Administrators of Facebook groups now have an option to allow pages – not just people – to join their group. This is important. Engaging with communities on Facebook has always been a challenge for companies, because one or more members of staff would have to join a group using their personal profile.
That’s tricky because a) staff often don’t want to use their personal Facebook to talk to customers b) for lots of organisations they may want to engage with a particular community to defend their actions of counter misinformation. That means a member of staff dealing with negative comments aimed at their profile, not their employer’s.
In theory, it’s now possible for an organisation to join a group and contribute to conversations, answer questions or defend itself using its corporate page.
Groups are a hugely important part of the Facebook experience. Joining groups gives people a sense of focus and a source of conversation on Facebook, that sometimes feels missing in a cluttered news feed.
There are hundreds of groups with more than 1 million members, but the really exciting opportunity for communicators are often smaller groups that represent a core audience, topic or geographical area. So, is now the time to try and join lots of your audience’s favourite groups, using your company page?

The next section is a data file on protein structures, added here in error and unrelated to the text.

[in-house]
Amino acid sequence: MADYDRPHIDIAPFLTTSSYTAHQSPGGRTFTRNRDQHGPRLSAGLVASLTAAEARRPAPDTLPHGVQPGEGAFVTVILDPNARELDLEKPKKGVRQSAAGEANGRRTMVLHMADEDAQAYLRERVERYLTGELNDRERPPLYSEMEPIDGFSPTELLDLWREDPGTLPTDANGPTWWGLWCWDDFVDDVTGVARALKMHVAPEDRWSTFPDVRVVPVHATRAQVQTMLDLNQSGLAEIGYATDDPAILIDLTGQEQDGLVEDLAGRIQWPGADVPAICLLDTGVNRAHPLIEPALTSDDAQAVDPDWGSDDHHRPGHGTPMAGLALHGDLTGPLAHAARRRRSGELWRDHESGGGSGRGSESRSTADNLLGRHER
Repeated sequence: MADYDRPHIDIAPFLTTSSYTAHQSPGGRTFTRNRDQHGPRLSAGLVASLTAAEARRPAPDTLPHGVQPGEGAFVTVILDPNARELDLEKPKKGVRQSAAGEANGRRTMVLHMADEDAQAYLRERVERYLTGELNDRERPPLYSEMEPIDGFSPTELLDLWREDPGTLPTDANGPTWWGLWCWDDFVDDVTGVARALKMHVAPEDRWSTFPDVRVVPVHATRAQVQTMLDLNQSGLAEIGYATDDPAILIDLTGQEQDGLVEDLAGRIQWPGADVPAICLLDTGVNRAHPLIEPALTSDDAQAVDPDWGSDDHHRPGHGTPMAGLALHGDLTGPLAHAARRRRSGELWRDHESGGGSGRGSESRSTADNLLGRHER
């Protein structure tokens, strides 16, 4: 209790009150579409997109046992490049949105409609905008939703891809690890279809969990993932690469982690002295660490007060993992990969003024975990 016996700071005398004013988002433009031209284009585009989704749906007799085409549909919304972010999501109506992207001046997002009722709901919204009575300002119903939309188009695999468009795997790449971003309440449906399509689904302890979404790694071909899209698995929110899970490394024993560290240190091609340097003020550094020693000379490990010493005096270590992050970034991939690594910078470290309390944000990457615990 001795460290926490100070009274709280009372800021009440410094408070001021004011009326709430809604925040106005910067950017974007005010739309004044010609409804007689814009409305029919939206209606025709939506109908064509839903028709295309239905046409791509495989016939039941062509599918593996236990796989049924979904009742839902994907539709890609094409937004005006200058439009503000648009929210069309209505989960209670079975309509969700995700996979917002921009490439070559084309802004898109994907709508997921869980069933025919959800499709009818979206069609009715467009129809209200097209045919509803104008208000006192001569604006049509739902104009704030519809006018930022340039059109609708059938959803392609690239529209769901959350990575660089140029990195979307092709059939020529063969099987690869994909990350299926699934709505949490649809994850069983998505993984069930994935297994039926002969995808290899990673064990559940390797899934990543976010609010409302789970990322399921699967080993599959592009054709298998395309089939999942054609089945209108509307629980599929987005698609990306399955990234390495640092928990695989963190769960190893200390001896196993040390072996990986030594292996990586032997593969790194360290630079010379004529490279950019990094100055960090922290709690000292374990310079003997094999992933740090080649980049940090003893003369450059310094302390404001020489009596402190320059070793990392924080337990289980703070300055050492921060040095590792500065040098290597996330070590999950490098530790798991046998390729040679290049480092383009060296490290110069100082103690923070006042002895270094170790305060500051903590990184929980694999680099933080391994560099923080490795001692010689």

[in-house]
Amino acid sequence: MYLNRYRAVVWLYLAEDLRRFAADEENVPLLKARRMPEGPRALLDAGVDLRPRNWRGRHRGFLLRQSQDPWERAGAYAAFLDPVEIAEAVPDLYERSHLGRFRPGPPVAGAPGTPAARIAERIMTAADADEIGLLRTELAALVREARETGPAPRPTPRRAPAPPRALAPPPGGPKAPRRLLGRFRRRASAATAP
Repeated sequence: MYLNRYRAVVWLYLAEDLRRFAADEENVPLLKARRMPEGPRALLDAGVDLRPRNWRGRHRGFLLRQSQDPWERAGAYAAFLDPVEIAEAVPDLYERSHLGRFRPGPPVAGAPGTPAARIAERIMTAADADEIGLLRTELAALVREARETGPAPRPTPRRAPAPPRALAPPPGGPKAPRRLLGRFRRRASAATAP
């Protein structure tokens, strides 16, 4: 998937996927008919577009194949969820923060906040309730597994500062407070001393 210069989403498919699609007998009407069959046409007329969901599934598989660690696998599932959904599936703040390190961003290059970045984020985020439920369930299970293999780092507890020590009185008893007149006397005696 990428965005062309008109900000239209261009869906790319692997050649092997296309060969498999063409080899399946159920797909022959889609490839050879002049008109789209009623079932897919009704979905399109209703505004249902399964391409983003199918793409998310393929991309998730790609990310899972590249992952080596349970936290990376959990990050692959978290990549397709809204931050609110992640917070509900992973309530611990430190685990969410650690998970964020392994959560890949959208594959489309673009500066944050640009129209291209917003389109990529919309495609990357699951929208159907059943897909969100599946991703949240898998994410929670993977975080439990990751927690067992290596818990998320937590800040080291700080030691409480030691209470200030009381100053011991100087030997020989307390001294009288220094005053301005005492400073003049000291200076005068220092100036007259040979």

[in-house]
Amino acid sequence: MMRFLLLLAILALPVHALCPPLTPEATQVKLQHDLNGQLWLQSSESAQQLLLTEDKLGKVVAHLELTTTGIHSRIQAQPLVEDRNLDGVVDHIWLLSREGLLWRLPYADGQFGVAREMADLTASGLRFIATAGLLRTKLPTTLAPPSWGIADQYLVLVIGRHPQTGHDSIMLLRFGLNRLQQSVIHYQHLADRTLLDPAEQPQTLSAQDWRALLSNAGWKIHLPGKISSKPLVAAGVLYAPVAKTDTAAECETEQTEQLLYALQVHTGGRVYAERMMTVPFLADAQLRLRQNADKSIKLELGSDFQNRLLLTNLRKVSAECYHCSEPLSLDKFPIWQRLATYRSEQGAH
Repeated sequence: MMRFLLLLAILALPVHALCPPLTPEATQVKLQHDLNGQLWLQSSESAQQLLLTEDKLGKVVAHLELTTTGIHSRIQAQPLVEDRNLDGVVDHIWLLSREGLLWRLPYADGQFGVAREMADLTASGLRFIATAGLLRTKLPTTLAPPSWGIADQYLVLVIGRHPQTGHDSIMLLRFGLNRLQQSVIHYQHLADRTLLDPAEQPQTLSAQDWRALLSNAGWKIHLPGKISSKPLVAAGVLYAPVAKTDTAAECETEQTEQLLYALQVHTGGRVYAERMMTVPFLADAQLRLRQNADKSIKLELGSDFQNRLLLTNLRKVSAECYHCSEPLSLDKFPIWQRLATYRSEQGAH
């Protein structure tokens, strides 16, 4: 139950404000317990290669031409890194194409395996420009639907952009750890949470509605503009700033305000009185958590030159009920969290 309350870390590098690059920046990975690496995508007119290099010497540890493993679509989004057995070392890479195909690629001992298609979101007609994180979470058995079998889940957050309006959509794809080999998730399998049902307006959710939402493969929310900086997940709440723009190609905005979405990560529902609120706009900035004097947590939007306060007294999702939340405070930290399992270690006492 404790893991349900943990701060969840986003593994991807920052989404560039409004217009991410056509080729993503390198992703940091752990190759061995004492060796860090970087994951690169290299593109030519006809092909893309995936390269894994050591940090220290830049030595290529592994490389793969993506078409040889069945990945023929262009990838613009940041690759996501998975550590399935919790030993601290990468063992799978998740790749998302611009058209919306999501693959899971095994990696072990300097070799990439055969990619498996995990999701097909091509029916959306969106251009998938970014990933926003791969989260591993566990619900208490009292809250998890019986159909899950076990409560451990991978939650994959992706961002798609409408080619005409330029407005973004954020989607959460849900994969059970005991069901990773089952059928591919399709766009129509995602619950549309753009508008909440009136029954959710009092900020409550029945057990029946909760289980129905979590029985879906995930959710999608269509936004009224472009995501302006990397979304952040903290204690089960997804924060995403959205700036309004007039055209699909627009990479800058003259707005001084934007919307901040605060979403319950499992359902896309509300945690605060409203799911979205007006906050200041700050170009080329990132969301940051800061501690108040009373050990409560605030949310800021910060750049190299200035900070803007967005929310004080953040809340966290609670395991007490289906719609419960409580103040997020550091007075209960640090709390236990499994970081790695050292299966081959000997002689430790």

A credible approach to engaging with Facebook groups
- You need to research the groups that are most relevant to you and your audience.
- Introduce yourself to the admins for each, personally. So, you’ll still need to be able to utilise a personal Facebook profile to make that initial introduction.
- Assuming you are allowed to join a group, you will need to build credibility through relevance. More so than ever, because all your posts will appear from behind a corporate logo, rather than a real person.
- Whatever you post must be useful to the audience, not simply a copy-and-paste of whatever messages you’re putting out this week. groups for people living on East Java may be interested to know about jobs at your oil field, or how they might be affected by maintenance of a pipeline. They probably won’t want to watch your latest video on research in to alternative fuels.
- The same risks around reaction within the group apply. You must be prepared to participate in the group, not simply to lurk? It’s unlikely that a good admin will allow you to join if you’re not prepared to contribute, or they think you may simply be in broadcast mode.
Facebook groups are amazing spaces for credible engagement with defined audiences. Establishing the relationship and trust that’s required to be part of these is a lot of effort, but far more worthwhile than a ‘spray and pray’ approach to broadcast messaging on official channels.
Use groups to establish facts and reach people quickly
The ability for an organisation to join a group is also great opportunity for emergency or reactive communications. Rumouring and misinformation within groups leads to bad feeling, panic and sometimes fatal reprisals. Authoritative information within these groups at time times of worry could be invaluable for everyone.
Start by researching and finding the Facebook groups that are most important to your audience. Then build good relationships with the admins of those groups.